In view of the above development and to avoid the emergence of vacuum in the activities of the NERC, His Excellency President Umaru Musa Yar’adua further approved the appointment of Mr. Imamudeen A. Talba, Secretary to the commission to oversee the affairs of the commission pending the resolution of the matter. Furthermore, Engineer Alex Amakom will assist the aforementioned in running the affairs of the commission.
The ministry will like to assure members of the public, in particular the power sector that this rather unfortunate development has not had any adverse impact on the operations of NERC, and would like to reassure consumers and investors that this administrative arrangement will continue to meet the need of the sector. Meanwhile, investigations by EFCC into the matter are still on-going.
There have been reports in the newspapers. During my very first time with the EFCC on the matter, the issue for me was more of the organisation itself. How do we ensure that the place does not collapse? What ever happens to the regulatory commission, definitely may have adverse consequence on the sector now and into the future. When the issue of the EFCC investigations came up, there were two issues immediately: First of all, you need to be mindful that what ever question you are asked, you want to make sure that it is not misconstrued as stalling investigation.
You would want to show that there is a concern for the people that are being detained. You want to show that the future of the sector would not be in jeopardy. At the time, the issue of who triggered it was not the issue that was paramount in my mind. What I learnt was that there was enough evidence for the EFCC to request for an order to detain the commissioners for additional two days. Thus, we sent our representative to the EFCC and communicated that to the vice president.
On the issue of the position of the law on their suspension, the law is very clear on this. The role of Mr. President is very clear as well. The president appoints the commissioners. The president can ask the commissioners to vacate office in the event of financial misconduct. In terms of termination of their appointment, it is quite clear that the National Assembly can do that by certain majority but when it comes to suspension, the president has the powers to do that. I do believe that part of the recommendations of the EFCC is for the commissioners to be suspended. We shouldn’t lose sight of the fact that there is an allegation of financial misconduct on the table. The issue of remanding them in custody was to enable the EFCC carry out a preliminary investigation. It was after the preliminary investigation that the decision was made that in order for the EFCC to do a detailed investigation, it is important to have the commissioners out of the way so that they do not interfere with their investigations. They agreed from the preliminary findings that the issue was grave enough as to require detailed investigations. That, to me is the reason behind their suspension.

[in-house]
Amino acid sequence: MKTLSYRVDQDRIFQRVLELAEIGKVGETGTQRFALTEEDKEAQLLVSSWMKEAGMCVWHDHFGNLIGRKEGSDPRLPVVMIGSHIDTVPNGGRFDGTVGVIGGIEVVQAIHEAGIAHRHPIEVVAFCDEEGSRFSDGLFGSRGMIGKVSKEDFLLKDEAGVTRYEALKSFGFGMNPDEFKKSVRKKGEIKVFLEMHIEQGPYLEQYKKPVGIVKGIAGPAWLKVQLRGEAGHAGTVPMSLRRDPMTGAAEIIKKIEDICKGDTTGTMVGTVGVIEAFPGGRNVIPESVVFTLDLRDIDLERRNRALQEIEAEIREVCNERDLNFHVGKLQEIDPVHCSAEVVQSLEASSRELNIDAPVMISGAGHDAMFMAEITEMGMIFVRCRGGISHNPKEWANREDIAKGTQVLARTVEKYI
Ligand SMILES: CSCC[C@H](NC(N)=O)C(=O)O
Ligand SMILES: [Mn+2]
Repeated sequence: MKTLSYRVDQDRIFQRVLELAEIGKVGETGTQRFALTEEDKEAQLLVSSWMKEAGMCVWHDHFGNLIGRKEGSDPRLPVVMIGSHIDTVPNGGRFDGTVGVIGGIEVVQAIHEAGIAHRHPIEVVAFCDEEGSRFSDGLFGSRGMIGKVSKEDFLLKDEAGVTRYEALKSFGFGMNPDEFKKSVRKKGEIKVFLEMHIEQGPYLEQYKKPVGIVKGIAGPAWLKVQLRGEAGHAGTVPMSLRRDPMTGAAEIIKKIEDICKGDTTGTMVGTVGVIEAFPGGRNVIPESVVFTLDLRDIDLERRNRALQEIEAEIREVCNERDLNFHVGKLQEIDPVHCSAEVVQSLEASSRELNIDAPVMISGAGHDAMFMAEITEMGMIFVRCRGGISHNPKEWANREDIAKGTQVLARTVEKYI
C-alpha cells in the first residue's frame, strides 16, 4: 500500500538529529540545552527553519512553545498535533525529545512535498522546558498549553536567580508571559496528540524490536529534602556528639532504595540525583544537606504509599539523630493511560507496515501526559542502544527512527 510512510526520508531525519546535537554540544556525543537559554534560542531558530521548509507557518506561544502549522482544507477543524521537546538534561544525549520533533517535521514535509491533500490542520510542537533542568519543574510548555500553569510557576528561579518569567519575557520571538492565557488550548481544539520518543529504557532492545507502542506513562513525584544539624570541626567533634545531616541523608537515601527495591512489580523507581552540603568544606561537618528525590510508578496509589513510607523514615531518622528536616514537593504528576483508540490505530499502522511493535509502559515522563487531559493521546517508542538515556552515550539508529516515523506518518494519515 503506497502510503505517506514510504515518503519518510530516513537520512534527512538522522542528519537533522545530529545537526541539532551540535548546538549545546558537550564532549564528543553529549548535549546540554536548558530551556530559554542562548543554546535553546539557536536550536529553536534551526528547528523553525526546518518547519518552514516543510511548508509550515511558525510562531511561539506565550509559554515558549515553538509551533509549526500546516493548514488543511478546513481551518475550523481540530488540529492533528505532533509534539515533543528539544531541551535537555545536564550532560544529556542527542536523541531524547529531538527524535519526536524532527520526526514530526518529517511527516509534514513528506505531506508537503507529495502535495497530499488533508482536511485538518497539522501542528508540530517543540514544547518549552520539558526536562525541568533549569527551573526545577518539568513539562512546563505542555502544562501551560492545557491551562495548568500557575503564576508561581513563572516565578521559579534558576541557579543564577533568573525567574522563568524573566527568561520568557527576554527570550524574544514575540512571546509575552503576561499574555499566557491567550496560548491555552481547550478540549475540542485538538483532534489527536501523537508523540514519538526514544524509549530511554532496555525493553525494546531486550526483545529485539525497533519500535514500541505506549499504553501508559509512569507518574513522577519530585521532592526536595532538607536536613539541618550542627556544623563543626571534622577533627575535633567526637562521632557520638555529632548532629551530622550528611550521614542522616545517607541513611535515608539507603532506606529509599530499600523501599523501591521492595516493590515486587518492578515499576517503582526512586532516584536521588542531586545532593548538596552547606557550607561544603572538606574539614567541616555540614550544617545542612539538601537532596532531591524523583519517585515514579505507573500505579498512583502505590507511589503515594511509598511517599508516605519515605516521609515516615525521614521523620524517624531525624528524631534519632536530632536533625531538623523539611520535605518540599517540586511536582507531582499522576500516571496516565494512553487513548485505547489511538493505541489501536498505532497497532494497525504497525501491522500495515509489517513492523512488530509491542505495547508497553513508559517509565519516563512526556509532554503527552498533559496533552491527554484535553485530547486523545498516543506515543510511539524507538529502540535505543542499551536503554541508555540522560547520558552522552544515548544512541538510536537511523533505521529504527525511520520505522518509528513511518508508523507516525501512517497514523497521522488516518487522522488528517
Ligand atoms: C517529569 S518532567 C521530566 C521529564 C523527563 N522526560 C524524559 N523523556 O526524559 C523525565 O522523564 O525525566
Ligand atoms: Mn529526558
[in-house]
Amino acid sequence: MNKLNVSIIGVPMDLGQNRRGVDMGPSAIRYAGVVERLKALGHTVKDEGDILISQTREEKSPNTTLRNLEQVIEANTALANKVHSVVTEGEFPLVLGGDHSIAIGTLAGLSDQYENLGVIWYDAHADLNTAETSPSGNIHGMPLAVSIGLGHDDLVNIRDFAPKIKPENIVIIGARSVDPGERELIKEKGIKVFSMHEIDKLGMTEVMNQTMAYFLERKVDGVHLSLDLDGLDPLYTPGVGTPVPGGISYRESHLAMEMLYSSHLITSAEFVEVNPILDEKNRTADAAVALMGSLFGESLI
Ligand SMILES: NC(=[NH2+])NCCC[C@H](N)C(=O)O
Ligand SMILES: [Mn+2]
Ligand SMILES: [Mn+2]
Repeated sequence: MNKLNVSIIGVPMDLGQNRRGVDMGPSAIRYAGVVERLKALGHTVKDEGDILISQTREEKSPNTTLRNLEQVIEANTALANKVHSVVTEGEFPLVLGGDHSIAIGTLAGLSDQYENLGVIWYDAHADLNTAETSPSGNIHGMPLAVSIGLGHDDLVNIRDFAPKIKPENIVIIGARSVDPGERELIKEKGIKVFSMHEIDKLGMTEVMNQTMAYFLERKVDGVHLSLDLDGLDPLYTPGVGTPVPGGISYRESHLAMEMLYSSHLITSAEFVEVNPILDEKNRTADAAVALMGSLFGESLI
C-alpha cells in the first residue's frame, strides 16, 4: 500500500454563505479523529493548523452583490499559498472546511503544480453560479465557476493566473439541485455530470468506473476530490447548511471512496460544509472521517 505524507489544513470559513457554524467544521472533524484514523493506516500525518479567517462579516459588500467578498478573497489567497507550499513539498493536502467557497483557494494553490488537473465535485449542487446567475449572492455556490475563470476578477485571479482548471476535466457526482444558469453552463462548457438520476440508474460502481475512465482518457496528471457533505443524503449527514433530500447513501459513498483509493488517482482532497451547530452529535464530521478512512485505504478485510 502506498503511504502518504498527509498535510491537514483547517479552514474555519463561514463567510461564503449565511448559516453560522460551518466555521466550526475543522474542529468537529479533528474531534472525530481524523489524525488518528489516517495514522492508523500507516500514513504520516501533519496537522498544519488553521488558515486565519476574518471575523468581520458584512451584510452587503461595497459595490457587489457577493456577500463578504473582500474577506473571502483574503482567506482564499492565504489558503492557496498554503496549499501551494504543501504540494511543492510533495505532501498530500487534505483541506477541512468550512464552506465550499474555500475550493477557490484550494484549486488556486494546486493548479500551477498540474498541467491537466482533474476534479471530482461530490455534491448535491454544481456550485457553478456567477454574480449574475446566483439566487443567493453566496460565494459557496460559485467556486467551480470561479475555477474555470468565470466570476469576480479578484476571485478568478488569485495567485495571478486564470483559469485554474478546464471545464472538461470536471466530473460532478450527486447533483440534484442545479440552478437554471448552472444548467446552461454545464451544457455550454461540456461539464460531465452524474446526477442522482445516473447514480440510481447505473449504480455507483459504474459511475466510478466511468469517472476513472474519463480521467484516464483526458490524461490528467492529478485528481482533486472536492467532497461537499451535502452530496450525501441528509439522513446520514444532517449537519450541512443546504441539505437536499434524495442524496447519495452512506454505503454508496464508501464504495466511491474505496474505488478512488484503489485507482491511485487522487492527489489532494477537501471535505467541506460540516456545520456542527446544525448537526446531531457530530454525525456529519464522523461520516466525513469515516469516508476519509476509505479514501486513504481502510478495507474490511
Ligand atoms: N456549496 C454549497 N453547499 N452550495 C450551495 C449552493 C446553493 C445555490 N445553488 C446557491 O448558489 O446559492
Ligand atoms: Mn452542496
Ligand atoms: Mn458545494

I wish I am able to talk freely on this issue. I think we should wait not to pre-empt the investigation and I want to assure you that there is no script being played out. I have been actually fingered to be behind it. But I am not. The reason to appoint new interim management is actually in order to avoid a vacuum.
On the issue of amount involved in this investigation, I don’t know. I don’t want to be quoted on that. Otherwise I can only be speculating. I have read some reports in the newspapers about how much was involved. I think we should wait for the completion of the investigation. On the issue of $100 billion, it is a very rough and back of the envelop calculation. If we want to join the 20 developed economies by the year 2020, we need to have around 30 to 40 thousand Mega Watts.
To solve the problem, we need to think out of the box. First of all how do we become more efficient and how do we attract more money? The only things somebody can tell me if the money is not there is to reduce your expectations. The problems were left on the table by our fathers. We should not leave the same problem for our children. We should do something different. The 6,000 MW is achievable and we would be having another parley with media houses where we shall unveil our road map. It is going to be challenging but not insurmountable.